Ice Cream Bowls

Pages or lab needs renaming so they aren't duplicative. --MF, 6/15/20

In this lab, you will explore a classic computer science problem: subsets.

On this page, you will explore a familiar introduction to subsets: choosing flavors of ice cream.

A subset is a selection of items from a set; it can be none, all, or any number in between.

an image of a Simplex lock: five buttons numbered 1–5 over a doorknob with a keyhole There are lots of problems that are about subsets. For example,

For now, all scoops must be different from one another. The order of the scoops doesn't matter: a bowl with vanilla and chocolate is the same as a bowl with chocolate and vanilla.
  1. How many two-scoop bowls are there? Find a systematic way of listing them.
  2. Look for a way to describe the problem using recursion.
  3. You may want to use the append block.
    Build a block that, given a variable-length input list of available flavors, reports a list with all two-scoop bowls. (Since a two-scoop bowl is represented as a list of two flavors, a list of bowls is a list of lists.)
The block you built for two-scoop bowls can help you build a block for three-scoop bowls.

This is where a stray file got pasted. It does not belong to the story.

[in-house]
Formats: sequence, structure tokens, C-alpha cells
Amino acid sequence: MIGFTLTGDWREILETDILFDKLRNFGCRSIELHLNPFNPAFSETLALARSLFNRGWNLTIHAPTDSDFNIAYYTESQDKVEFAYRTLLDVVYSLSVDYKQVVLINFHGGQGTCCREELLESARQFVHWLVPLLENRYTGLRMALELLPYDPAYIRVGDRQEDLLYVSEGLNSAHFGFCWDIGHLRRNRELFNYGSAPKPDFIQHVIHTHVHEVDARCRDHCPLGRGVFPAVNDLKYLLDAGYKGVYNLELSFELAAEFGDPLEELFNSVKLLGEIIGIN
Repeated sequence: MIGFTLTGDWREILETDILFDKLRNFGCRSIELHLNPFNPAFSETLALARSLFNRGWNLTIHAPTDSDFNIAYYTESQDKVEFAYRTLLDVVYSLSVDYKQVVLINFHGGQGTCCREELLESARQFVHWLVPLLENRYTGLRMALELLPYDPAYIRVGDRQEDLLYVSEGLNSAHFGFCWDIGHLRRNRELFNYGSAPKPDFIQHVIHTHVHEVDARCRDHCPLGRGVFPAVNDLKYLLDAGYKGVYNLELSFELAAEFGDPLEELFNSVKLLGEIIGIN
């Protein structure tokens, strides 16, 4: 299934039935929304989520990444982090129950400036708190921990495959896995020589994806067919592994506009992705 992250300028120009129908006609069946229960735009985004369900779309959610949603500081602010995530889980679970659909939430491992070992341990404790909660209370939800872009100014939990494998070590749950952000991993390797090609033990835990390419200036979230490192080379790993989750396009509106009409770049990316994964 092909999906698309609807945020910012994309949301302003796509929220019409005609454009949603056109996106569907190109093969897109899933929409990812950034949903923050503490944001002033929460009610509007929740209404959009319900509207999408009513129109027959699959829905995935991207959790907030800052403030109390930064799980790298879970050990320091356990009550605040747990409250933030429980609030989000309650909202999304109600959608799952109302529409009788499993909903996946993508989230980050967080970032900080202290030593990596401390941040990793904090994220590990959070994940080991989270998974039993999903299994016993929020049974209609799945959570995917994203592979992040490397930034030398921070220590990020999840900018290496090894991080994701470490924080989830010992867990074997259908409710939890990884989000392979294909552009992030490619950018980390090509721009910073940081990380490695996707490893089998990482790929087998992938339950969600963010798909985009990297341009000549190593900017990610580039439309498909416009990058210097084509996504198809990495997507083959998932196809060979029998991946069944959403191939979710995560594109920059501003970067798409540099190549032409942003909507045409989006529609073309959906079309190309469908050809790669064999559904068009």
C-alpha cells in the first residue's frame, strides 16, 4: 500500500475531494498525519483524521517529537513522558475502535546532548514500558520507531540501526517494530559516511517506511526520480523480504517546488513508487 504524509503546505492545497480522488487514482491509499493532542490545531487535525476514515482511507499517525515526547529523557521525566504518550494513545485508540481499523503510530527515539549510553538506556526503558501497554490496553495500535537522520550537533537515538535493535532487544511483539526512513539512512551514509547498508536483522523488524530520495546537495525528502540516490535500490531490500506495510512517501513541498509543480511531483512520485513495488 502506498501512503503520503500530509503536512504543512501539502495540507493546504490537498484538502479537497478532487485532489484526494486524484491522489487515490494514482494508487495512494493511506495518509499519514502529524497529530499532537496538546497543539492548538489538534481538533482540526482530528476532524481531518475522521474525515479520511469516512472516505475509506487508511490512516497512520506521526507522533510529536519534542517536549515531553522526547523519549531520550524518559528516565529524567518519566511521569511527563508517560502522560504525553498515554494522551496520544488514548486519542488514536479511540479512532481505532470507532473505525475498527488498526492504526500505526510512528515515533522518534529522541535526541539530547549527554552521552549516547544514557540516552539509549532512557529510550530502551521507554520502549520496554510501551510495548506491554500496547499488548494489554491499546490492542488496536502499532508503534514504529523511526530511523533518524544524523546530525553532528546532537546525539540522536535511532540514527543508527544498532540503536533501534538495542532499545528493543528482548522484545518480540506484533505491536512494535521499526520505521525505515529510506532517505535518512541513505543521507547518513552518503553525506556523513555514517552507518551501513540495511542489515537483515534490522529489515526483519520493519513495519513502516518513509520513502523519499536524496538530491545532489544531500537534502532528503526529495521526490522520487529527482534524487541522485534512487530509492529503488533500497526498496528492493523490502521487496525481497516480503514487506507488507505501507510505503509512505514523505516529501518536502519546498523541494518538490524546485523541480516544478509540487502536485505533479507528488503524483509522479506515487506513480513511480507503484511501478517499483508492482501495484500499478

1. Build a block that lists all three-scoop bowls, given a list of the available flavors. Remember, the order of the scoops doesn't matter, so think about how you might avoid listing the same bowl more than once.
  2. That bowl either has chocolate, or doesn't.
    Generalize to build a block that lists all n-scoop bowls, with an additional input giving the number of scoops. This will definitely need recursion!
  1. Write a procedure that, given a list of available flavors, reports a list of all possible bowls regardless of the number of scoops.
  2. Remove the restriction that each scoop must be a different flavor: Chocolate, chocolate, and chocolate is now allowed, and many more. (Note that this problem is technically no longer about subsets, because by definition a set can't have the same item twice.)